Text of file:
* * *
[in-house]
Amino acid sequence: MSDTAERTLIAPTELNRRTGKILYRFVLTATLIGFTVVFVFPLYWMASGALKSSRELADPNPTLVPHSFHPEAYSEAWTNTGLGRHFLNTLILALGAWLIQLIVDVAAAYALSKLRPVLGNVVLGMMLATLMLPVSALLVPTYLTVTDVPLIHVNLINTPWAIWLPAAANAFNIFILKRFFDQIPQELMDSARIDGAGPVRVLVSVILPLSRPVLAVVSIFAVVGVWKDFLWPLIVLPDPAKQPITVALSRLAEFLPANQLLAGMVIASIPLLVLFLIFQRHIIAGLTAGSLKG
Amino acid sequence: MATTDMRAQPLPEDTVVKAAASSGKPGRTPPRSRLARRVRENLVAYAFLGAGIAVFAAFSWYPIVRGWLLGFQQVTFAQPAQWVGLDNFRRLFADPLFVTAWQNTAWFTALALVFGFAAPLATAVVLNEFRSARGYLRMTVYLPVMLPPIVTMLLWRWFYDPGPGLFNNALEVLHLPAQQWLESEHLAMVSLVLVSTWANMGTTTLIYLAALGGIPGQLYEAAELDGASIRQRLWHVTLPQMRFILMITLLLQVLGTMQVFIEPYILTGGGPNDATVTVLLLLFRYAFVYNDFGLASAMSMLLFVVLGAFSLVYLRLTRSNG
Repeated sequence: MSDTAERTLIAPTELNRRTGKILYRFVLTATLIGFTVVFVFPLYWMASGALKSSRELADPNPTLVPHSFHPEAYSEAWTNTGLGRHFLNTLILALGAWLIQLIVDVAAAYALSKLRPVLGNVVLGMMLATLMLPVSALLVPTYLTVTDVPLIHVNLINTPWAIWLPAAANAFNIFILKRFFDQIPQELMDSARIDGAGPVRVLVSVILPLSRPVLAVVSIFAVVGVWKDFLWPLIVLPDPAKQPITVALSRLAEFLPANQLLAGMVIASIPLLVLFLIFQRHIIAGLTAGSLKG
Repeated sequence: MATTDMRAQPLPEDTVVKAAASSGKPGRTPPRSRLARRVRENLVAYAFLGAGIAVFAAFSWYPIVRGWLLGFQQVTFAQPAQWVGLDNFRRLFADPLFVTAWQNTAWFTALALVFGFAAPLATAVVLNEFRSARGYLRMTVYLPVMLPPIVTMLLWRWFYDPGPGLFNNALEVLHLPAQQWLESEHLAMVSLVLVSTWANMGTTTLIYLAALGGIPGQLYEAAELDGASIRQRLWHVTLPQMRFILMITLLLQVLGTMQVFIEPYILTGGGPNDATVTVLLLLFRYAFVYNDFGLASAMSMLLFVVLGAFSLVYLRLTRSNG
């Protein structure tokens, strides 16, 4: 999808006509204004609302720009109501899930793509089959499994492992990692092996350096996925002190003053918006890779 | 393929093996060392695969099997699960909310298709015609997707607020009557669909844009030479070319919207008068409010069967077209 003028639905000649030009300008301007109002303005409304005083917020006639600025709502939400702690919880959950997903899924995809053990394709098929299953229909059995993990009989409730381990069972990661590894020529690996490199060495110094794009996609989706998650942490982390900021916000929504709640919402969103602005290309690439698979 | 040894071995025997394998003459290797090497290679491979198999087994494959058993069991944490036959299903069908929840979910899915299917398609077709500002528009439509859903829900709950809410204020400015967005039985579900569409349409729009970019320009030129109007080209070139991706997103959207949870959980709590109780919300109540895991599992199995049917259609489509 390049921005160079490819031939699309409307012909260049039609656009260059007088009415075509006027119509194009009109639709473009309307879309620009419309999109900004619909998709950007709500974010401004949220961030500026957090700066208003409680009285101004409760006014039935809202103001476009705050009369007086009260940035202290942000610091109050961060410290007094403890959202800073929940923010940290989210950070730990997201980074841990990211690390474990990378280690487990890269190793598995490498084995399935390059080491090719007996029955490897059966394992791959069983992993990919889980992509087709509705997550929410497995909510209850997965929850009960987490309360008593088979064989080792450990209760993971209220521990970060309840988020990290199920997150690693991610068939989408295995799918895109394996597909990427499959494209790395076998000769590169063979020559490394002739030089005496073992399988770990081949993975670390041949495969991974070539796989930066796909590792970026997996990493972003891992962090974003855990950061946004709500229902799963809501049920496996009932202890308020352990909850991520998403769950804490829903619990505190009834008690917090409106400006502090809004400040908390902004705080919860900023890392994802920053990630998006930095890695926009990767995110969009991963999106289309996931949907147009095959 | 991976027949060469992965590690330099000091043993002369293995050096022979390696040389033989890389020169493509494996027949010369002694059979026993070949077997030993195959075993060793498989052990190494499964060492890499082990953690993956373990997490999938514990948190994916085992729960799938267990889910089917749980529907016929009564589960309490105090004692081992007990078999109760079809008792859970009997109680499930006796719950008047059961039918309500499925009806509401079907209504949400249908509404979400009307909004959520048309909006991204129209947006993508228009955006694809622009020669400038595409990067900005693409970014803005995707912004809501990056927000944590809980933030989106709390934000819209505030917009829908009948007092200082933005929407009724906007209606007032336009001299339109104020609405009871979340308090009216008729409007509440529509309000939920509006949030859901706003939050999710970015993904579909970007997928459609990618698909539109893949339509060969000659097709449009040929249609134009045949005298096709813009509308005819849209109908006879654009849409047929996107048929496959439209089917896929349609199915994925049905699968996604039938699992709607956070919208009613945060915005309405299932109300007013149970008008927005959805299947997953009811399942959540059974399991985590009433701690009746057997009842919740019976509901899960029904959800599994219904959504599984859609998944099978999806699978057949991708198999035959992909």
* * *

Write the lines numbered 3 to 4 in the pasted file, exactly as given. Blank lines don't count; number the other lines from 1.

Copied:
Amino acid sequence: MATTDMRAQPLPEDTVVKAAASSGKPGRTPPRSRLARRVRENLVAYAFLGAGIAVFAAFSWYPIVRGWLLGFQQVTFAQPAQWVGLDNFRRLFADPLFVTAWQNTAWFTALALVFGFAAPLATAVVLNEFRSARGYLRMTVYLPVMLPPIVTMLLWRWFYDPGPGLFNNALEVLHLPAQQWLESEHLAMVSLVLVSTWANMGTTTLIYLAALGGIPGQLYEAAELDGASIRQRLWHVTLPQMRFILMITLLLQVLGTMQVFIEPYILTGGGPNDATVTVLLLLFRYAFVYNDFGLASAMSMLLFVVLGAFSLVYLRLTRSNG
Repeated sequence: MSDTAERTLIAPTELNRRTGKILYRFVLTATLIGFTVVFVFPLYWMASGALKSSRELADPNPTLVPHSFHPEAYSEAWTNTGLGRHFLNTLILALGAWLIQLIVDVAAAYALSKLRPVLGNVVLGMMLATLMLPVSALLVPTYLTVTDVPLIHVNLINTPWAIWLPAAANAFNIFILKRFFDQIPQELMDSARIDGAGPVRVLVSVILPLSRPVLAVVSIFAVVGVWKDFLWPLIVLPDPAKQPITVALSRLAEFLPANQLLAGMVIASIPLLVLFLIFQRHIIAGLTAGSLKG